Printer Friendly

A sampler from the world stage.

Dublin, Ireland

DUBLIN THEATRE FESTIVAL: Continuing its centennial celebration, the Abbey Theatre takes center stage at this year's Dublin Theatre Festival, mounting seven iconic Abbey works, including The Dandy Dolls by George Fitzmaurice, Purgatory by W.B. Yeats and Riders to the Sea by J.M. Synge. Gary Hynes and the Druid company continue their project of mounting all of Synge's plays in 18 months by staging two of his comedies, The Wells of the Saints and The Tinker's Wedding. Hot off raves in the West End, Conor McPherson's latest, Shining City, will be co-produced by the Gate Theatre and the Royal Court. Declan Donnellan's Cheek by Jowl company will be on hand with Othello. Two preeminent American companies will also take part in the festival: Steppenwolf Theatre Company, with Frankie & Johnny in the Clair de Lune, starring Laurie Metcalfe, and the Guthrie Theater's Death of a Salesman, directed by Joe Dowling--marking the first time the Miller play has been seen in Dublin since Dowling's own 1986 production. (THRU OCT;


Rome, Italy

ROMAEUROPA FESTIVAL: This year's edition of Rome's cutting-edge performance festival includes Michael Laun's The Biography Remix, which tackles the personal and artistic life of Marina Abramovic, one of the founders of performance art. The Great War, from Rotterdam collective Hotel Modern, is a firsthand account of World War I told through miniature figures on a model-sized set. Emma Dante's Vita Mia is a deathwatch without a person dying, a mysterious family drama taking place around an ominously empty bed. William Yang's Sadness also takes death as its subject, as Yang shares personal reflections and photographic images chronicling the suicide of his uncle and the tragedy of AIDS. Undesirable Elements, from Ping Chong and Talvin Wilks, is an intercultural docudrama featuring six non-actors of vastly different backgrounds. (THRU NOV 28;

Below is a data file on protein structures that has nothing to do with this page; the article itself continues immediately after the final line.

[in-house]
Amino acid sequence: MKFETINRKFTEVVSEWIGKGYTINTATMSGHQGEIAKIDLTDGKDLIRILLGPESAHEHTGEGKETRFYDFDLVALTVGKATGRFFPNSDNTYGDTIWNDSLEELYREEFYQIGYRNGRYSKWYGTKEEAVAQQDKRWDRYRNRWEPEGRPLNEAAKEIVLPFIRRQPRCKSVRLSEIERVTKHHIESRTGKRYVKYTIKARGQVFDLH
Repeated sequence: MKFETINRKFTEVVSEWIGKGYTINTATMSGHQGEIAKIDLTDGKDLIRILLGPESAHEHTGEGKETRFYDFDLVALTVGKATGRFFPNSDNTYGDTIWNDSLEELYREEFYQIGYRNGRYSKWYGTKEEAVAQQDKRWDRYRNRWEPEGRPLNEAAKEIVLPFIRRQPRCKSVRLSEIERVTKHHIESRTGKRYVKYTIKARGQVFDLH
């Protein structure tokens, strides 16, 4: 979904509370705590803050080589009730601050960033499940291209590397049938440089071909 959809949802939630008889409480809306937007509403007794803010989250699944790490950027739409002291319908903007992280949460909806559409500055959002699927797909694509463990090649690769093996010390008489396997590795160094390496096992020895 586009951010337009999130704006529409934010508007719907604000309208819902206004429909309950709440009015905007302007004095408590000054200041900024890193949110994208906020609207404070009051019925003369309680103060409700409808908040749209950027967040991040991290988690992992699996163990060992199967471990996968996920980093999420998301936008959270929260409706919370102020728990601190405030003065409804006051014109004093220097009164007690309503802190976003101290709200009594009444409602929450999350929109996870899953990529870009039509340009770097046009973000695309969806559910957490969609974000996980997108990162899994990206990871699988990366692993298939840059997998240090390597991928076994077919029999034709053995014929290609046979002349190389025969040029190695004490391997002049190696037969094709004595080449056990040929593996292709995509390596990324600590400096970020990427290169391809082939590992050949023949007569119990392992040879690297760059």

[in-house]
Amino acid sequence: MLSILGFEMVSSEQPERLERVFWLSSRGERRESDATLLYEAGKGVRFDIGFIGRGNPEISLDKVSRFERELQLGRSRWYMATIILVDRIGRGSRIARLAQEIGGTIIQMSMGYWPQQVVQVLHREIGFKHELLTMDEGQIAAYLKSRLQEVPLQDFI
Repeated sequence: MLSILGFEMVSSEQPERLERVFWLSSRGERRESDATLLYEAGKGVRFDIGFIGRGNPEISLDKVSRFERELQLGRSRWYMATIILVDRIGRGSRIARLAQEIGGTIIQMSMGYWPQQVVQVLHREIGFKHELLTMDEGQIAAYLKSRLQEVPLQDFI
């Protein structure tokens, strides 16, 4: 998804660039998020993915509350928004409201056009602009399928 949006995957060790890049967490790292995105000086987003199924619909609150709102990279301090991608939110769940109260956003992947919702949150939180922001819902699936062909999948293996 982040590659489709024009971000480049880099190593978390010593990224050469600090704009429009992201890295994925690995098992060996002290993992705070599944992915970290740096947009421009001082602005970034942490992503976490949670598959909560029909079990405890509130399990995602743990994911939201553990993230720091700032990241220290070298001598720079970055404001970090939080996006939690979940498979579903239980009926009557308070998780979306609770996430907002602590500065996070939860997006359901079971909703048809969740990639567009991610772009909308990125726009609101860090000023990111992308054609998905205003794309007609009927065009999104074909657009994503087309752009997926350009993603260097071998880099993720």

London, England

ROYAL COURT THEATRE: The Royal Court's fall season kicks off with the latest play from Blue/Orange author Joe Penhall: Dumbshow, starring Rupert Graves, Douglas Hodge and Anna Maxwell, who is best known for her Lyra in the National Theatre's His Dark Materials. Claire Pollard's The Weather concerns a young girl coping with an ineffectual father, a cocktail-swigging mother and her own personal poltergeist. In Forty Winks, the newest play from My Night with Reg writer Kevin Elyot, an older man finds the spitting image of the long-lost love of his youth in the face of a 14-year-old girl. (THRU DEC; 20.7565.5000;

Toronto, Canada

TARRAGON THEATRE: This leading home for new work in Toronto opens its season with Oren Safdie's Private Jokes, Public Places, which returns to Canada after a successful Off-Broadway run. No Great Mischief is David Young's adaptation of Alistair MacLeod's novel charting the story of the Clan MacDonald, who left Scotland in 1779 to start a new life on Cape Breton Island. In David McFarlane's Fishwrap, a once-in-demand freelance writer suddenly "can't get 500 words on bathroom fixtures in the Real Estate section." Workshopped last year at Theatre Passe Muraille, Half Life reacquaints us with the mind of Possible Worlds scribe John Mighton; in his first play in 10 years, two nursing home residents try to rekindle what might have been a wartime romance--if they can actually remember it. (THRU MAY; 416.531.1827;

COPYRIGHT 2004 Theatre Communications Group
No portion of this article can be reproduced without the express written permission from the copyright holder.
Copyright 2004 Gale, Cengage Learning. All rights reserved.

Article Details
Printer friendly Cite/link Email Feedback
Title Annotation:Global Spotlight
Author:Sampson, Benjamin W.
Publication:American Theatre
Article Type:Calendar
Geographic Code:1CANA
Date:Oct 1, 2004
Previous Article:What's on your: Can't-Miss List in 2004-05?
Next Article:The dueling 'Princesses'.

Terms of use | Privacy policy | Copyright © 2020 Farlex, Inc. | Feedback | For webmasters